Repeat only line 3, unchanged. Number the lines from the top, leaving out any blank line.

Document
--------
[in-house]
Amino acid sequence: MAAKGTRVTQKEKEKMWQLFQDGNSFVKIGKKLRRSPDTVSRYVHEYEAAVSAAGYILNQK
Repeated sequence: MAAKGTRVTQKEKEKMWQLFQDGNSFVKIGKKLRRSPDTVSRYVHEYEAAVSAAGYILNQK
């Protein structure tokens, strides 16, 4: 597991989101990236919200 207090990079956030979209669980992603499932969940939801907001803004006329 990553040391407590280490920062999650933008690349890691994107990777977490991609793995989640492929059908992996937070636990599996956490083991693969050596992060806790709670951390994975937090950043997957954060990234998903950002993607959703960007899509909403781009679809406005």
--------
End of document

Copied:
Repeated sequence: MAAKGTRVTQKEKEKMWQLFQDGNSFVKIGKKLRRSPDTVSRYVHEYEAAVSAAGYILNQK